SARAJEVO, Bosnia-Herzegovina — Seven years after it was created partly to boost morale in a city under siege, the Sarajevo Film Festival has finally begun to see its long-range goals come to fruition.
The festival’s mission, apart from helping to normalize life in Bosnia, includes stimulating domestic film production; increasing global awareness of the local film industry; and promoting cultural, intellectual and economic exchange between Bosnian and foreign filmmakers.
Fest, which ran Aug. 17 through Saturday, has emerged as the most important regional film event between Vienna and Thessaloniki.
Nothing could have made the fulfillment of its goals more apparent than the fest’s opening-night film, “No Man’s Land” by Danis Tanovic. Pic’s domestic premiere — it won the screenplay prize at Cannes — was a highly anticipated homecoming for the Sarajevo-born director.
Just two years ago, there was nary a new Bosnian film to present, and last year the fest offered only a handful of new homegrown shorts. Proving the nation can once again spawn talented cineastes, Tanovic’s film is a motivational shot in the arm to local film production.
And yet Tanovic had been unable to finance the film in his native country, obliging him to seek funds elsewhere. “No Man’s Land” is a French-Belgian-Italian-Slovenian co-prod, though it will be Bosnia’s official contender for the foreign-language film Oscar. Picked up by United Artists at Cannes, the film is slated to open Stateside in November.
Despite the pic’s foreign financing, the people of Sarajevo resolutely welcomed “No Man’s Land” as a Bosnian film. A political satire centering on two opposing soldiers caught in a neutral trench during the war, pic stars Branko Djuric, one of his country’s most beloved actors.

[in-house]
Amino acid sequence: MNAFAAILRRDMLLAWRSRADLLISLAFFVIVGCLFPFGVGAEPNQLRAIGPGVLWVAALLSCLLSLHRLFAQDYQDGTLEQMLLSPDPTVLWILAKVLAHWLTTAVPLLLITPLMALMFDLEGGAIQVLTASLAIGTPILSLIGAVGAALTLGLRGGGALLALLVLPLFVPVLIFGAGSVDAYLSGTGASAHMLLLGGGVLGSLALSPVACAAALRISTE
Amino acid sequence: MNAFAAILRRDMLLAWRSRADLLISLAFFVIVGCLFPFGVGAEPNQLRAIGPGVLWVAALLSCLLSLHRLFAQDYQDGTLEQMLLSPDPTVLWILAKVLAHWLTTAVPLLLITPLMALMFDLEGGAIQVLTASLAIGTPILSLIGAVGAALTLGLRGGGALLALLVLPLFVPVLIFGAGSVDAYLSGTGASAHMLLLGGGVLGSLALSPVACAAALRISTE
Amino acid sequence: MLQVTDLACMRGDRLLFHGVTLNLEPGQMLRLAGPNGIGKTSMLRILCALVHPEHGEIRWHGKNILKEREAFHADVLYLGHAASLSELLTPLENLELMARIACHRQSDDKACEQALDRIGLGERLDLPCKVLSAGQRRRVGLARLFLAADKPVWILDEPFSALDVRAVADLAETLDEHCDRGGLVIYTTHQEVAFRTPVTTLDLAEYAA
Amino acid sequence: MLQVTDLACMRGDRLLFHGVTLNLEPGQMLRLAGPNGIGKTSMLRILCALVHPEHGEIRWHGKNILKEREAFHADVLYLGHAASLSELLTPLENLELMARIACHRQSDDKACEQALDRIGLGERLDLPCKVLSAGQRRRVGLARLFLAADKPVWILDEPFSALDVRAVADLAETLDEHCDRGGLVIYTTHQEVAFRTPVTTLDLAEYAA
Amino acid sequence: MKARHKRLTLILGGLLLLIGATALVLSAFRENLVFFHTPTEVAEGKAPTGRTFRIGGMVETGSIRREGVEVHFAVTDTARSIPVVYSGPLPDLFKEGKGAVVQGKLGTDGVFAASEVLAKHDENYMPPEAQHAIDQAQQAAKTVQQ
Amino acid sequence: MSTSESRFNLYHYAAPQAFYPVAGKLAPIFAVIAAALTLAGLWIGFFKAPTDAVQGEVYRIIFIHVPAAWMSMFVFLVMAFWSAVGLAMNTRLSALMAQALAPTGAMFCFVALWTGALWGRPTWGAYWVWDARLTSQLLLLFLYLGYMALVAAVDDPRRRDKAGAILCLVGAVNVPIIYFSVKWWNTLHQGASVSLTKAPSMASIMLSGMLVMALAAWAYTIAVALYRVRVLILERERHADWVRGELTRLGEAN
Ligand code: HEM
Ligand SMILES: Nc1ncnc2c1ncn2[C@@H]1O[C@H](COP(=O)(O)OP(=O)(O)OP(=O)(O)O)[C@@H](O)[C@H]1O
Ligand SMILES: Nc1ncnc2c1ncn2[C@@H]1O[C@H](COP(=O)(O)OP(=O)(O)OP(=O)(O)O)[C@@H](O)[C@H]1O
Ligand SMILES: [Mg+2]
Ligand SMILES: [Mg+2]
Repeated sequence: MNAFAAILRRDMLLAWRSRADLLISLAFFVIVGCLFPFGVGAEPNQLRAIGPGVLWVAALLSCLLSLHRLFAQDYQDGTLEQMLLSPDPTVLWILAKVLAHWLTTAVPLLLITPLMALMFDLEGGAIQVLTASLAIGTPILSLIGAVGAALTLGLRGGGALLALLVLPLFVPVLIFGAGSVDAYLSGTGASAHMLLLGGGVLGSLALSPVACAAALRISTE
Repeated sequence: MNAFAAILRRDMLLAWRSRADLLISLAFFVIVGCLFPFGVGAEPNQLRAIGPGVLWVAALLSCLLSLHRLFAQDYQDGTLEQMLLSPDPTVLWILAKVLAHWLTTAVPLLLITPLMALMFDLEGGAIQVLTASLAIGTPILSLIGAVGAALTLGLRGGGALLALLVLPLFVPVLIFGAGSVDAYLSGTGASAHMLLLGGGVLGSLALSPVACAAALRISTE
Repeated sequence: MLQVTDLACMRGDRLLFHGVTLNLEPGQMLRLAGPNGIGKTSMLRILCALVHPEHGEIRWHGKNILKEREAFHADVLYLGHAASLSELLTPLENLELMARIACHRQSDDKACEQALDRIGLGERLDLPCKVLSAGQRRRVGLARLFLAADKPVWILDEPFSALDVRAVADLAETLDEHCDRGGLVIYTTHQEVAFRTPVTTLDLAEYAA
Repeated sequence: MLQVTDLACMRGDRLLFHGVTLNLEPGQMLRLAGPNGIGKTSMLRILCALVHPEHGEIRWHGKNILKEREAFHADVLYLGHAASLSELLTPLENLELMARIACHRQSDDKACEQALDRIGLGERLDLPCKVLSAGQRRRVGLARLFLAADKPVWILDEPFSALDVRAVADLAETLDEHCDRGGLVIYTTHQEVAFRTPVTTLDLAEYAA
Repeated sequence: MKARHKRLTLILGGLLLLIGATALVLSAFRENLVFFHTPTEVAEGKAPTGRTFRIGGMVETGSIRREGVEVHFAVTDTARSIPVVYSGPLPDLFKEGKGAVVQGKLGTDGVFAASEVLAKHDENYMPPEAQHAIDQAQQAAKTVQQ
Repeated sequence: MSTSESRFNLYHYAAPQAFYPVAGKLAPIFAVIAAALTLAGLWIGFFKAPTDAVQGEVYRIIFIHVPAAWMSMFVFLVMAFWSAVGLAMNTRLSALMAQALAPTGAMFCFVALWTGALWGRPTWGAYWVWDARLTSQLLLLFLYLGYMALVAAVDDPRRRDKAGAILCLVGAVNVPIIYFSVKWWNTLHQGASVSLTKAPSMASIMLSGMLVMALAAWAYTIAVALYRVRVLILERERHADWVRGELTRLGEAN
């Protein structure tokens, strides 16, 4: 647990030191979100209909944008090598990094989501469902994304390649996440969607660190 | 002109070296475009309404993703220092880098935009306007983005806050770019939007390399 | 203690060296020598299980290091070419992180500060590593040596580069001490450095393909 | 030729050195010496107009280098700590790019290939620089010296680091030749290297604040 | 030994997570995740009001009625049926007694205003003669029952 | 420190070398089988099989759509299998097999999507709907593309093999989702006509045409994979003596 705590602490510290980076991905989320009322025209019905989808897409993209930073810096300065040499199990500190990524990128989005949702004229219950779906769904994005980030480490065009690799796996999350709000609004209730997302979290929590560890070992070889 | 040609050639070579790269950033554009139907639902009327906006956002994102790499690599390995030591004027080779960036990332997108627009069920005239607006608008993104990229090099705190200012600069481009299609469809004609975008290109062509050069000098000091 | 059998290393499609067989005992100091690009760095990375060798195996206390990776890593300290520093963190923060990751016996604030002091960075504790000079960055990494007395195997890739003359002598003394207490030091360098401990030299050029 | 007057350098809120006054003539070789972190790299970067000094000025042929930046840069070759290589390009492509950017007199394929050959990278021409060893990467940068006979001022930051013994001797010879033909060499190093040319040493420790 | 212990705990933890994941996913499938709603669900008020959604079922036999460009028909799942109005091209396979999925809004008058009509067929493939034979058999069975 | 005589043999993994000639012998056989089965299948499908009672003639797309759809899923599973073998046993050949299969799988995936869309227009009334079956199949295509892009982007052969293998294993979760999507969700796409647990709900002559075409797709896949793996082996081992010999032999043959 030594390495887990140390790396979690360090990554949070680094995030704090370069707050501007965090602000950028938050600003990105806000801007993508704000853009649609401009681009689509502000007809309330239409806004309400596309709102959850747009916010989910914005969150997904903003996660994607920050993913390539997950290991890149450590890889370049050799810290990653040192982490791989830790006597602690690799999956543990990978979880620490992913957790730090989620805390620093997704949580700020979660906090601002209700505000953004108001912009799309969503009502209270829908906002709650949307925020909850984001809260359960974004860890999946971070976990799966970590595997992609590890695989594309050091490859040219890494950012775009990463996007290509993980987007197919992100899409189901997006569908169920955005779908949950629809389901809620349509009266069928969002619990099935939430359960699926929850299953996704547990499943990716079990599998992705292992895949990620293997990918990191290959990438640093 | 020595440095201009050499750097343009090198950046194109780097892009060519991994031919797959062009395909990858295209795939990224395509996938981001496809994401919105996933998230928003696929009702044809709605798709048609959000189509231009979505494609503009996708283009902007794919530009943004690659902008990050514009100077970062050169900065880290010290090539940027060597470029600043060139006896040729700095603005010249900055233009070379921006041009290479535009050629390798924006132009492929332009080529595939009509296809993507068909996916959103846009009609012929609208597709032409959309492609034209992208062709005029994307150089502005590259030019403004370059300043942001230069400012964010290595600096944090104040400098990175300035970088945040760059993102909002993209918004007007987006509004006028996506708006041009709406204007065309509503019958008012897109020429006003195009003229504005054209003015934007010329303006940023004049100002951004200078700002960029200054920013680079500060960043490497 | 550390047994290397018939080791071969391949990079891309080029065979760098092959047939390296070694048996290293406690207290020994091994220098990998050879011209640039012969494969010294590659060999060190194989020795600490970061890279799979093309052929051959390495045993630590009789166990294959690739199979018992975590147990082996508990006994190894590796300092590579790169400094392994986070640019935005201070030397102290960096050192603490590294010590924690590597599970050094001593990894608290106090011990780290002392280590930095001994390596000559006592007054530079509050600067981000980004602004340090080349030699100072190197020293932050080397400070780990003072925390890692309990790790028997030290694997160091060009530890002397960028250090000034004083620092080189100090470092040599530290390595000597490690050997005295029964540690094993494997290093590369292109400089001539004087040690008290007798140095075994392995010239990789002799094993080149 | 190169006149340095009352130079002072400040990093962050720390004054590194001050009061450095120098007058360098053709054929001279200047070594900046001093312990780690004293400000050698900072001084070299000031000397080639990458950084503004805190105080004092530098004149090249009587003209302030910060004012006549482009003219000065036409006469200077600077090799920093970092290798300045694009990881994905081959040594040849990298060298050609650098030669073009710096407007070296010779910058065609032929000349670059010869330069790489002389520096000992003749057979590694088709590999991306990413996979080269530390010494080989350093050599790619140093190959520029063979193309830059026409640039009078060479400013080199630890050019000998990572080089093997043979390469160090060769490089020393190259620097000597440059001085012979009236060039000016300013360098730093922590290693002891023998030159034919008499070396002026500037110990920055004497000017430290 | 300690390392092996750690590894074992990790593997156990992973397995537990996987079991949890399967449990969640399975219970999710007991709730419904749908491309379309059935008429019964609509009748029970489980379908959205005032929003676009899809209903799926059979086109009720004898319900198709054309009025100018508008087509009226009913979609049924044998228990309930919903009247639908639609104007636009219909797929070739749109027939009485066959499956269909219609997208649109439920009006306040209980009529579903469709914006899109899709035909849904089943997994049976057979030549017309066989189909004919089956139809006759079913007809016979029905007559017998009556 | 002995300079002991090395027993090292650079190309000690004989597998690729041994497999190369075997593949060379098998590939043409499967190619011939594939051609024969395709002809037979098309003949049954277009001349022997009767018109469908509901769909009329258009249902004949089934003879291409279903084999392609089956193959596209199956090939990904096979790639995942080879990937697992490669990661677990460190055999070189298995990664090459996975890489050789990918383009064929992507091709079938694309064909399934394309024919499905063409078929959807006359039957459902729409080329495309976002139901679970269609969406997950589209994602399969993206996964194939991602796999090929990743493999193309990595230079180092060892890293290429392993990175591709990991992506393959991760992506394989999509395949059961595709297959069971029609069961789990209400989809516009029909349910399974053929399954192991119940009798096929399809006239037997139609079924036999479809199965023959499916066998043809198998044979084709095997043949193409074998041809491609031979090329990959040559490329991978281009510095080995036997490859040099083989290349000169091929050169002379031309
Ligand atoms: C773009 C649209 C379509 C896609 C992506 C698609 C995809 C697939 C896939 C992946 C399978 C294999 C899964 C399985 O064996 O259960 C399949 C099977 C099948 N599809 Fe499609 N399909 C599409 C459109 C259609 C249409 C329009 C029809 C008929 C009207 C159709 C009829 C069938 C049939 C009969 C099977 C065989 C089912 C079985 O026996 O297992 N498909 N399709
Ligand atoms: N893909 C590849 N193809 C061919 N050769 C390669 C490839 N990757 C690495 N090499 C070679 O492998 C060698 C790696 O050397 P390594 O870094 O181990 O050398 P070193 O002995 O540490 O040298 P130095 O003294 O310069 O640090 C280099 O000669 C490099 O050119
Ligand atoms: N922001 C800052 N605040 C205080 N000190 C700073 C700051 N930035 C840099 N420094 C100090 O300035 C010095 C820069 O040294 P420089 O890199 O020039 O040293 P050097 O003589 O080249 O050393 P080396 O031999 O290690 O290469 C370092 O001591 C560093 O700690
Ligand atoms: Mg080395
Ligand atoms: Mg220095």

After the screening at the filled-to-capacity 2,500-seat Open Air Cinema, festgoers were treated to a lavish fireworks display, the first in the fest’s history.
But with the sound of fireworks discomfitingly reminiscent of shelling and gunfire, some crowd members initially panicked.
Tanovic had deplored the fireworks idea, but festival director Mirsad Purivatra insisted the festivities were healthy and appropriate to the proceedings.
Regional programmer Elma Tataragic rebuked the Bosnian authorities for not having supported Tanovic’s film, adding that she hoped its success will teach them a lesson.
“Now that the film is getting international recognition, the Bosnian authorities are starting to realize that film is important for the promotion of the country; it’s not only art, it’s also marketing,” Tataragic said.
To that end, the fest sponsored a Bosnian cinema co-production project in which filmmakers, having finished scripts and secured a minimum of 30% of their budgets, could pitch projects to a commission composed of producers, script consultants and film fund representatives.
Going beyond borders
In the same vein, the fest mounted two workshops, one to promote an exchange of ideas and practices between foreign and Bosnian docu helmers, the other to stimulate domestic film criticism.
Latter event consisted of a five-day seminar in which international film journalists (Lisa Schwarzbaum, John Anderson, Aaron Hicklin, Merton Worthmann and this critic) were invited to instruct 18 regional college students on film criticism.